General Volunteer Opportunities

The following are some general volunteer opportunities that are needed on an ongoing basis:

Drivers Needed: Help people remain independent! Provide rides to clients for appointments and other destinations on an as-needed and as-available basis.  Requires copies proof of insurance and driver’s license plus a driver’s record check, done at our expense.

Designated Shopper: Help people remain independent by providing assistance and companionship by going shopping or running errands with them. At times, clients may also need someone to pick up groceries or other items for them when they are not able to be accompanied.

Back-up Volunteer Photographer: Take photos at JSS events which will be used for promotional materials and social media.
Bikur Cholim/Friendly Visitor: Opportunities to visit with people in rehabilitation, hospital, or memory care. These visits can be made when convenient for you.
Computer/ Odd Job Help: Elderly and others looking for some help and support with doing small jobs – changing light bulbs, fixing loose hinge, etc. Help also needed to operate and learn basic computer tasks and general electronic devices such as television and remote controls.

Volunteer at holiday, social events, and Oakwood Shabbats: Help the residents of Oakwood Village welcome Shabbat one Friday per month from 3:30p.m.-4:30p.m. Seat guests, pour wine and juice, and distribute challah, interact with the residents of Oakwood Village and their families.

Oakwood Village is looking for volunteers currently to help with Shabbats. Please contact Paul Borowsky if interested. Please stay tuned or call Paul at (608) 442-4083 for updates regarding other holiday opportunities including Menorah delivery for Hanukkah.

Standing United for a New Year – 9/15/17

Our Torah portion this Shabbat begins saying, “You stand this day, all of you, before Adonai your God” (Deuteronomy 29:9). The Torah then goes on to explicate who ‘all of you’ are and it includes the ger the stranger. At this important moment of standing before God the stranger, who lives among the Israelites, is included as part of the community. On this last Shabbat before the Jewish New Year our tradition calls us to stand with the entire community, citizen and newcomer alike. However, we are living in a country in which the national discourse is increasingly anti-immigrant and our lawmakers are attempting to keep immigrants and refugees out and divide, rather than unite people.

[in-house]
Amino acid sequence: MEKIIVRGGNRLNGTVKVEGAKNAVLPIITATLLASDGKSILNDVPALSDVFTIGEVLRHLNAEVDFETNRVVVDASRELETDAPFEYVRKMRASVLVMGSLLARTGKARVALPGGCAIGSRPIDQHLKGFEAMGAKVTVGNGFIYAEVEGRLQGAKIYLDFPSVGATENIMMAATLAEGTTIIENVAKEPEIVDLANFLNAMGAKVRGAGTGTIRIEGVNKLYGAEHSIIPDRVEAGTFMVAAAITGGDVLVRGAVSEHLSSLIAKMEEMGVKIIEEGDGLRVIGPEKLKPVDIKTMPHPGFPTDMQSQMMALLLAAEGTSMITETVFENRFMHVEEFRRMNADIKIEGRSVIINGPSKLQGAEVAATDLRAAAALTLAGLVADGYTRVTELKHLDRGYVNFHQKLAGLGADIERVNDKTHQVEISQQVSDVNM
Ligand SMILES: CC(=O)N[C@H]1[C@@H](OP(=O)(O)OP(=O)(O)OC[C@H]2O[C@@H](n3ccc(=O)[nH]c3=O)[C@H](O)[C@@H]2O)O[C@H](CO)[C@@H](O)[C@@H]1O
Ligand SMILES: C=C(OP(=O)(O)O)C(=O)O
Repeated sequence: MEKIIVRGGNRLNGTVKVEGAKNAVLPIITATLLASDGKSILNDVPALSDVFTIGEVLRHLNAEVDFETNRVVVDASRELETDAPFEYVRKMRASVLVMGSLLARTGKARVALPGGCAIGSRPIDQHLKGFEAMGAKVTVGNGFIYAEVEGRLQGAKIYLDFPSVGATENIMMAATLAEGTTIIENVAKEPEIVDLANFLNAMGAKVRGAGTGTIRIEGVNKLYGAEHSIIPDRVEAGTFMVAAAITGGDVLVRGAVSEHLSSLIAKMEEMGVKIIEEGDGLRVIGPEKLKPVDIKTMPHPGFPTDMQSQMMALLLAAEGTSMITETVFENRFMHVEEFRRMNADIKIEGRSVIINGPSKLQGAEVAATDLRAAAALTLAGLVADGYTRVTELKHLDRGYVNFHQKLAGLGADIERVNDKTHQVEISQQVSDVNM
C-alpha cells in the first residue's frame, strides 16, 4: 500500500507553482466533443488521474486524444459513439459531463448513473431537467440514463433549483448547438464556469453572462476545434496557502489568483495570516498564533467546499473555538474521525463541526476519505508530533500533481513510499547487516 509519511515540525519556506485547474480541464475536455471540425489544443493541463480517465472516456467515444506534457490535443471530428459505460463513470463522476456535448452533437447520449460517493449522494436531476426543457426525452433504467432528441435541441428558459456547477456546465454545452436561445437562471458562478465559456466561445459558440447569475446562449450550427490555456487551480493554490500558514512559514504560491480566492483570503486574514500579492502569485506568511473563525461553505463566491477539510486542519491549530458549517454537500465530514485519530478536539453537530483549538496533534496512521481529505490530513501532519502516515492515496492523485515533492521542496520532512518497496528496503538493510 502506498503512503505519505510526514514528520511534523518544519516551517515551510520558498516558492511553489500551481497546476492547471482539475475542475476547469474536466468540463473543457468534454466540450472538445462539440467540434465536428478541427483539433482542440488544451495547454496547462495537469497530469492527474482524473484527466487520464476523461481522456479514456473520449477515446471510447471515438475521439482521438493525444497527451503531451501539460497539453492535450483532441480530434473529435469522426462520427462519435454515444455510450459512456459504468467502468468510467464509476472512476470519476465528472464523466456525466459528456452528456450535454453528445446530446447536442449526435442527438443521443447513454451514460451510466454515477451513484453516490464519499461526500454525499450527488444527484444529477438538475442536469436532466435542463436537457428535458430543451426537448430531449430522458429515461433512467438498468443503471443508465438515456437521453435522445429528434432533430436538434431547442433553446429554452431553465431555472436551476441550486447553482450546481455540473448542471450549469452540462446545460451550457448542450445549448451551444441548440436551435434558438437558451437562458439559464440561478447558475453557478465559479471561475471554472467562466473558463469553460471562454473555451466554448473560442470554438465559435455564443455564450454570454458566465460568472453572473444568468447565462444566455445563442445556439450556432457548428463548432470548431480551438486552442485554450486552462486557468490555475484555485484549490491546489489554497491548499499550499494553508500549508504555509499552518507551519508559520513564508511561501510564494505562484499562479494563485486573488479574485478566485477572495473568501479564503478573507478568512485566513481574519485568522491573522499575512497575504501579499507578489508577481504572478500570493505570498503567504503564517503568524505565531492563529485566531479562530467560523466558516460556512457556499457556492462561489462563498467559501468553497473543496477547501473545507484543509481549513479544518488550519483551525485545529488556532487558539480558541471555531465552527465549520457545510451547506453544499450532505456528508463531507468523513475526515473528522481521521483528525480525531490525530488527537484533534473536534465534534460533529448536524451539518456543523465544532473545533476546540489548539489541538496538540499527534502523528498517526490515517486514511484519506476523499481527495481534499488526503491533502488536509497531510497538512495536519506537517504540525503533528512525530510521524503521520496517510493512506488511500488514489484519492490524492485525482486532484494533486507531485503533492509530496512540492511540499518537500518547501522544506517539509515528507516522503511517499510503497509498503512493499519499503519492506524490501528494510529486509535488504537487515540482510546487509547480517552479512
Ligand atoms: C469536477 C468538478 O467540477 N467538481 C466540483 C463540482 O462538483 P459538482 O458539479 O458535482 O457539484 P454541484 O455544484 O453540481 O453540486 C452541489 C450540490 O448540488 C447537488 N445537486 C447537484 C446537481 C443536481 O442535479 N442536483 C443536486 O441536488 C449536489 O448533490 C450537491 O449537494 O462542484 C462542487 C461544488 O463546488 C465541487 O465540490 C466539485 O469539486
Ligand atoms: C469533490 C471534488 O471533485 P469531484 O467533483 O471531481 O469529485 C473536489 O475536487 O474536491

Since our last email to you the president has announced that he will end the DACA (Deferred Action for Childhood Arrivals) and the Supreme Court has reaffirmed that the travel ban on all refugees without close family members in the United States will remain in effect. JSS strongly opposes both of these actions and our work is directly affected.
Because of the Supreme Court’s upholding of the travel ban, JSS has had no new refugee families arrive in the last 90 days and are not sure when any more will come. One Syrian family that we did resettle this winter left in the early summer to reunite with family living in Kentucky. After just one month in Kentucky they decided to move back to Madison, where they felt much more at home. They returned and brought their extended family with them. Therefore, we have two new families with 12 members (and one on the way) here in our community. Our community has become a home where refugees want to bring their family, a community that has the resources and desire to welcome new families seeking safety. It is infuriating and heartbreaking that admissions have been stopped by the government and we are not able to resettle more people during the worst global displacement crisis in history.
We at JSS are doing all we can to assure that refugee program remains intact and that refugee admissions begin again soon. Last week, a group of JSS staff and volunteers (adults and teens,) along with World Relief Fox Valley, our resettlement partner in Oshkosh, met with Senator Ron Johnson’s regional director and legislative coordinator. We explained the details of resettlement work and urged the Senator to advocate to the president to set the ceiling on refugee admissions to at least 75,000. We also shared our concerns about ending the DACA program, offering to meet with the Senator to share stories about clients of our agencies who benefit from DACA. Later this month we will have similar meetings with Senator Tammy Baldwin and Representative Pocan’s offices.
This Saturday evening Jews around the world will gather for selichot services during which we begin the communal recitation of the penitential prayers, asking for forgiveness both individually and communally for our misdeeds of the past year. As we take stock in our actions we must ask ourselves how we are making sure that all our community can stand together and how we are taking action to protecting those who are being targeted by the current administration. We have included easy ways to take action below.